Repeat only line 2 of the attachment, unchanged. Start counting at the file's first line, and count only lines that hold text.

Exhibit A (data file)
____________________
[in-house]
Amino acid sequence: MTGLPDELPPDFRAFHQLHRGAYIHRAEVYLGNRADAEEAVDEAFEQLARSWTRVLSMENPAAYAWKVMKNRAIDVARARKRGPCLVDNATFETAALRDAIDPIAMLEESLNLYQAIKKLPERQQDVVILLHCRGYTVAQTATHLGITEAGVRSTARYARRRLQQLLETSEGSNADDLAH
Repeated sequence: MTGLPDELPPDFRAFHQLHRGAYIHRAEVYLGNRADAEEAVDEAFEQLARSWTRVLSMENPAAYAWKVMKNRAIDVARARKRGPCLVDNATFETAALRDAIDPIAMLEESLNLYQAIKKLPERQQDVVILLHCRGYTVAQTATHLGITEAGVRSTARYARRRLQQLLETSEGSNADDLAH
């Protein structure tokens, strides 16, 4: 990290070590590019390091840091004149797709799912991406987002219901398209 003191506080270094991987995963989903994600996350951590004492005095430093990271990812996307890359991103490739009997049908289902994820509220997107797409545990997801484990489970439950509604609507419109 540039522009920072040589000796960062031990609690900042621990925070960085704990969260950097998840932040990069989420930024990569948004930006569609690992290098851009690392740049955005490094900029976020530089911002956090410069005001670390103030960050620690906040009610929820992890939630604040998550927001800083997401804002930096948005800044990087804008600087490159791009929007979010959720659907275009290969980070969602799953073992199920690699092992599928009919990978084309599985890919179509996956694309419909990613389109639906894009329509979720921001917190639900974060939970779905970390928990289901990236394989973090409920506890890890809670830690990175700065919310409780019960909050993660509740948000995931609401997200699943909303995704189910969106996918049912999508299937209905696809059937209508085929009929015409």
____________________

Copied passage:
Amino acid sequence: MTGLPDELPPDFRAFHQLHRGAYIHRAEVYLGNRADAEEAVDEAFEQLARSWTRVLSMENPAAYAWKVMKNRAIDVARARKRGPCLVDNATFETAALRDAIDPIAMLEESLNLYQAIKKLPERQQDVVILLHCRGYTVAQTATHLGITEAGVRSTARYARRRLQQLLETSEGSNADDLAH